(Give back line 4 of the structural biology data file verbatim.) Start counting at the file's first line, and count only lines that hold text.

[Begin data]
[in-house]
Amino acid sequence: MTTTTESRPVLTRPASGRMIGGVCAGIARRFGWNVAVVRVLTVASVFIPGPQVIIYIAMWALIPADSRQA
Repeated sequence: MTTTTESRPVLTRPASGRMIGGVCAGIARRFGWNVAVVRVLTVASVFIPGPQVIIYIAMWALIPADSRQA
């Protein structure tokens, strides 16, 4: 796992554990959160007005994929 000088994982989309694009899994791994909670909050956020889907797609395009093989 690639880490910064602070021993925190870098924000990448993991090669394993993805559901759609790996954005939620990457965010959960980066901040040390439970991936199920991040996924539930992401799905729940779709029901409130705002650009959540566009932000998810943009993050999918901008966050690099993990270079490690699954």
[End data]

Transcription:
């Protein structure tokens, strides 16, 4: 796992554990959160007005994929 000088994982989309694009899994791994909670909050956020889907797609395009093989 690639880490910064602070021993925190870098924000990448993991090669394993993805559901759609790996954005939620990457965010959960980066901040040390439970991936199920991040996924539930992401799905729940779709029901409130705002650009959540566009932000998810943009993050999918901008966050690099993990270079490690699954």